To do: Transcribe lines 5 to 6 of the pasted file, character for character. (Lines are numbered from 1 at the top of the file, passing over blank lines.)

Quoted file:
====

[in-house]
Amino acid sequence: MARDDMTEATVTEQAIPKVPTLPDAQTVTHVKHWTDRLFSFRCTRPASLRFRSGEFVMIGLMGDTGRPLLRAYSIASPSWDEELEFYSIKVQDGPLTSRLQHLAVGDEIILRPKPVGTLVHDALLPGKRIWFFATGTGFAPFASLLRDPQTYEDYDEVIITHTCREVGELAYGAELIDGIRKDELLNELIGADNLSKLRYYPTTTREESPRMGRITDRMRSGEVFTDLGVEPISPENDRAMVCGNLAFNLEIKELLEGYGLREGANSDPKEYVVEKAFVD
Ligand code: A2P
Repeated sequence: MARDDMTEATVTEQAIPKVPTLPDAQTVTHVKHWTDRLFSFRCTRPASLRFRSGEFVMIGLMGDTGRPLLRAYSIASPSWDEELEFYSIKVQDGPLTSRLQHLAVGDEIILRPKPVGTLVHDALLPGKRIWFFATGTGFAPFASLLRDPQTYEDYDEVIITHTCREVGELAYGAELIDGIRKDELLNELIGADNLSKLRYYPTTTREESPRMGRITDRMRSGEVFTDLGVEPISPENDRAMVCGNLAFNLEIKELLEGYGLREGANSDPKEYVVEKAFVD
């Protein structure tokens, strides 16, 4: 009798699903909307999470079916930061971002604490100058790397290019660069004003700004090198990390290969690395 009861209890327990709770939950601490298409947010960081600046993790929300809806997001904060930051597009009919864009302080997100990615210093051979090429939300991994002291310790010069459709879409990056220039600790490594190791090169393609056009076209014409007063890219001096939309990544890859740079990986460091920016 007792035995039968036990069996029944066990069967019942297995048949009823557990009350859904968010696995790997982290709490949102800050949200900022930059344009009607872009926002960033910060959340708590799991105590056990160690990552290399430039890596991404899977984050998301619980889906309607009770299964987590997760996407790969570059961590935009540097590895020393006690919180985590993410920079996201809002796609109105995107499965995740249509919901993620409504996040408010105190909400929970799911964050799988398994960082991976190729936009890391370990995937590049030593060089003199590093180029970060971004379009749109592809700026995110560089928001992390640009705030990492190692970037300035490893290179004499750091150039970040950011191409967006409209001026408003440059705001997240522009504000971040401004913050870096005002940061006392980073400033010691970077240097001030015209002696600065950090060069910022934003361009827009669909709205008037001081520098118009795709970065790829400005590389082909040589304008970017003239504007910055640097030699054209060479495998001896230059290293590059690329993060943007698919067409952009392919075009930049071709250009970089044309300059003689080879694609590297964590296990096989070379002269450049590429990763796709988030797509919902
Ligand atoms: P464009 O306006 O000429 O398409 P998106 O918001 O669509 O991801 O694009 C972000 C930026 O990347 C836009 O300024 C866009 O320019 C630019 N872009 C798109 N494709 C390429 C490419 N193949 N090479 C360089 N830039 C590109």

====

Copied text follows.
């Protein structure tokens, strides 16, 4: 009798699903909307999470079916930061971002604490100058790397290019660069004003700004090198990390290969690395 009861209890327990709770939950601490298409947010960081600046993790929300809806997001904060930051597009009919864009302080997100990615210093051979090429939300991994002291310790010069459709879409990056220039600790490594190791090169393609056009076209014409007063890219001096939309990544890859740079990986460091920016 007792035995039968036990069996029944066990069967019942297995048949009823557990009350859904968010696995790997982290709490949102800050949200900022930059344009009607872009926002960033910060959340708590799991105590056990160690990552290399430039890596991404899977984050998301619980889906309607009770299964987590997760996407790969570059961590935009540097590895020393006690919180985590993410920079996201809002796609109105995107499965995740249509919901993620409504996040408010105190909400929970799911964050799988398994960082991976190729936009890391370990995937590049030593060089003199590093180029970060971004379009749109592809700026995110560089928001992390640009705030990492190692970037300035490893290179004499750091150039970040950011191409967006409209001026408003440059705001997240522009504000971040401004913050870096005002940061006392980073400033010691970077240097001030015209002696600065950090060069910022934003361009827009669909709205008037001081520098118009795709970065790829400005590389082909040589304008970017003239504007910055640097030699054209060479495998001896230059290293590059690329993060943007698919067409952009392919075009930049071709250009970089044309300059003689080879694609590297964590296990096989070379002269450049590429990763796709988030797509919902
Ligand atoms: P464009 O306006 O000429 O398409 P998106 O918001 O669509 O991801 O694009 C972000 C930026 O990347 C836009 O300024 C866009 O320019 C630019 N872009 C798109 N494709 C390429 C490419 N193949 N090479 C360089 N830039 C590109």